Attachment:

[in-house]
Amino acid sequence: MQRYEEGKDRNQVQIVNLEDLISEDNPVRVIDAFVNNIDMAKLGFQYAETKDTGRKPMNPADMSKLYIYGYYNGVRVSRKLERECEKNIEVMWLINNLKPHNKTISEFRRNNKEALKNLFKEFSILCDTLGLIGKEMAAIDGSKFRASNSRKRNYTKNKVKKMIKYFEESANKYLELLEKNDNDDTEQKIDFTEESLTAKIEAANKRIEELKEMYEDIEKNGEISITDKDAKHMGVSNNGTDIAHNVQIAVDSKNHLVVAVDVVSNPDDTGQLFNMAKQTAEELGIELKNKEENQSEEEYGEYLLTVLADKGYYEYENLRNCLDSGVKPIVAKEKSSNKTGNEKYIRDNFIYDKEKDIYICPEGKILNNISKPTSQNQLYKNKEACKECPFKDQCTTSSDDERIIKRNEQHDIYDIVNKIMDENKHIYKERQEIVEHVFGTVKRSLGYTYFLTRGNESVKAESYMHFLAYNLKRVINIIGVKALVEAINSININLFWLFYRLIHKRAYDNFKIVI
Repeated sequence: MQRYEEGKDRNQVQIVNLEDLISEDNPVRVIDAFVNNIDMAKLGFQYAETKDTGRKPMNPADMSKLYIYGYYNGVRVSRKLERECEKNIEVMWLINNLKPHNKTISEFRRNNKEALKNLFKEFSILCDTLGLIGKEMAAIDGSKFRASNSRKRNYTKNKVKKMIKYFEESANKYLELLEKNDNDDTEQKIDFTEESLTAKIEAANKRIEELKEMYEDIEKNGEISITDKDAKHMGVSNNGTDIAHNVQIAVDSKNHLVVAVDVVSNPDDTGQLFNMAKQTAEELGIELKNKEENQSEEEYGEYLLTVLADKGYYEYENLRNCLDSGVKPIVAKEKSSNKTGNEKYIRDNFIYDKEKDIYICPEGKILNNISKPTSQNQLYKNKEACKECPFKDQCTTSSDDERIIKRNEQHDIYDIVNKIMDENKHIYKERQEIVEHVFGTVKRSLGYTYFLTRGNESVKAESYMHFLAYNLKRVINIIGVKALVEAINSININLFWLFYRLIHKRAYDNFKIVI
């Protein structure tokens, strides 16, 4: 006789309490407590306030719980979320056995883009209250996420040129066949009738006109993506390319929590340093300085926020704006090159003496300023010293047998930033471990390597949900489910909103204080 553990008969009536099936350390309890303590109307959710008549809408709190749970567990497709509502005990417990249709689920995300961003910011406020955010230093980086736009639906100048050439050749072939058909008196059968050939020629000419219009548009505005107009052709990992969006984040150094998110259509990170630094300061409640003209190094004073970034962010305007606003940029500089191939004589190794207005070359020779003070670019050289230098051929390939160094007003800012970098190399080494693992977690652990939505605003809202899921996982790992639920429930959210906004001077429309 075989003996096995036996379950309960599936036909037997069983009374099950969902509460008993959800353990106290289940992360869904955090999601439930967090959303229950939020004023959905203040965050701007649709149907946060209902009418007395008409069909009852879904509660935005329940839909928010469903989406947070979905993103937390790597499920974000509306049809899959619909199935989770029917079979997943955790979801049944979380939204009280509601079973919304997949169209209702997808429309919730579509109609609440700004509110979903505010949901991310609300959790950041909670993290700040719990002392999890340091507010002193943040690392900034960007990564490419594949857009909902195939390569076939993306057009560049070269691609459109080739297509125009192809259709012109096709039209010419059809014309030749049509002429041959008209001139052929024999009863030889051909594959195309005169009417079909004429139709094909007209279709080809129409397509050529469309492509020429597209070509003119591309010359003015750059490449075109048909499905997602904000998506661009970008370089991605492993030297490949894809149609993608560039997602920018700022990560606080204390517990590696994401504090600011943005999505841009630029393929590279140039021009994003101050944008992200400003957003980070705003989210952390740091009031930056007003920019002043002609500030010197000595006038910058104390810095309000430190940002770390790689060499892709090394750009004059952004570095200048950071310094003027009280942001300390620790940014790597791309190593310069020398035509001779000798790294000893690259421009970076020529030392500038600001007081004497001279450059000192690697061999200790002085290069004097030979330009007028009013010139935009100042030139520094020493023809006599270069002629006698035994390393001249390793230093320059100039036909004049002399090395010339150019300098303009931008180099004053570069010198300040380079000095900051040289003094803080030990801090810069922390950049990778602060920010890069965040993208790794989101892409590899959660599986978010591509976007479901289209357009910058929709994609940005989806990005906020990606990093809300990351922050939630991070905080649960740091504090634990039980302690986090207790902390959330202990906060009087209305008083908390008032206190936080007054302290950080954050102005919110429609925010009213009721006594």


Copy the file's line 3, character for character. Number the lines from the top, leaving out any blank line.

Repeated sequence: MQRYEEGKDRNQVQIVNLEDLISEDNPVRVIDAFVNNIDMAKLGFQYAETKDTGRKPMNPADMSKLYIYGYYNGVRVSRKLERECEKNIEVMWLINNLKPHNKTISEFRRNNKEALKNLFKEFSILCDTLGLIGKEMAAIDGSKFRASNSRKRNYTKNKVKKMIKYFEESANKYLELLEKNDNDDTEQKIDFTEESLTAKIEAANKRIEELKEMYEDIEKNGEISITDKDAKHMGVSNNGTDIAHNVQIAVDSKNHLVVAVDVVSNPDDTGQLFNMAKQTAEELGIELKNKEENQSEEEYGEYLLTVLADKGYYEYENLRNCLDSGVKPIVAKEKSSNKTGNEKYIRDNFIYDKEKDIYICPEGKILNNISKPTSQNQLYKNKEACKECPFKDQCTTSSDDERIIKRNEQHDIYDIVNKIMDENKHIYKERQEIVEHVFGTVKRSLGYTYFLTRGNESVKAESYMHFLAYNLKRVINIIGVKALVEAINSININLFWLFYRLIHKRAYDNFKIVI